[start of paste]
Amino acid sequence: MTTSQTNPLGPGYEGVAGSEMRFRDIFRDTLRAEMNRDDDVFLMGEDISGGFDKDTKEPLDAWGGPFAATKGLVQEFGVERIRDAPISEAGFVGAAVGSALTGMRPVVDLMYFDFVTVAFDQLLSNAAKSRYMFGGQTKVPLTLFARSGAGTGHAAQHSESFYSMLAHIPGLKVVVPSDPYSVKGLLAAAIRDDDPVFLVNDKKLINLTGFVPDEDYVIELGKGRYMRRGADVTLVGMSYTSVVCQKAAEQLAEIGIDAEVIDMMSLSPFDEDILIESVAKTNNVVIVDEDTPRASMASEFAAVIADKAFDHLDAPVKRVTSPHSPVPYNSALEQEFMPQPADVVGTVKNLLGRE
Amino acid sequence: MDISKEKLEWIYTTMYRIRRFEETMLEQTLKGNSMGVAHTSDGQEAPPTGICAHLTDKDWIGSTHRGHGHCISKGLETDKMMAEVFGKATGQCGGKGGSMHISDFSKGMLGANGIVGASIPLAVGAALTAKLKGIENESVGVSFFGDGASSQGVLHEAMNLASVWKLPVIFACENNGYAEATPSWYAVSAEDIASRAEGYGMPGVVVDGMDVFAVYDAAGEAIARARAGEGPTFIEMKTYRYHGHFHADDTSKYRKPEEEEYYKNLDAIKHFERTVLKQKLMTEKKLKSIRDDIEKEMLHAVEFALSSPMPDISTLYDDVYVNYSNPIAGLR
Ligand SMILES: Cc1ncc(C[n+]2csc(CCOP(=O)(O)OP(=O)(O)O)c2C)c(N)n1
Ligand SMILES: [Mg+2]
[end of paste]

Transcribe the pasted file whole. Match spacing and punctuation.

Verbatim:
Amino acid sequence: MTTSQTNPLGPGYEGVAGSEMRFRDIFRDTLRAEMNRDDDVFLMGEDISGGFDKDTKEPLDAWGGPFAATKGLVQEFGVERIRDAPISEAGFVGAAVGSALTGMRPVVDLMYFDFVTVAFDQLLSNAAKSRYMFGGQTKVPLTLFARSGAGTGHAAQHSESFYSMLAHIPGLKVVVPSDPYSVKGLLAAAIRDDDPVFLVNDKKLINLTGFVPDEDYVIELGKGRYMRRGADVTLVGMSYTSVVCQKAAEQLAEIGIDAEVIDMMSLSPFDEDILIESVAKTNNVVIVDEDTPRASMASEFAAVIADKAFDHLDAPVKRVTSPHSPVPYNSALEQEFMPQPADVVGTVKNLLGRE
Amino acid sequence: MDISKEKLEWIYTTMYRIRRFEETMLEQTLKGNSMGVAHTSDGQEAPPTGICAHLTDKDWIGSTHRGHGHCISKGLETDKMMAEVFGKATGQCGGKGGSMHISDFSKGMLGANGIVGASIPLAVGAALTAKLKGIENESVGVSFFGDGASSQGVLHEAMNLASVWKLPVIFACENNGYAEATPSWYAVSAEDIASRAEGYGMPGVVVDGMDVFAVYDAAGEAIARARAGEGPTFIEMKTYRYHGHFHADDTSKYRKPEEEEYYKNLDAIKHFERTVLKQKLMTEKKLKSIRDDIEKEMLHAVEFALSSPMPDISTLYDDVYVNYSNPIAGLR
Ligand SMILES: Cc1ncc(C[n+]2csc(CCOP(=O)(O)OP(=O)(O)O)c2C)c(N)n1
Ligand SMILES: [Mg+2]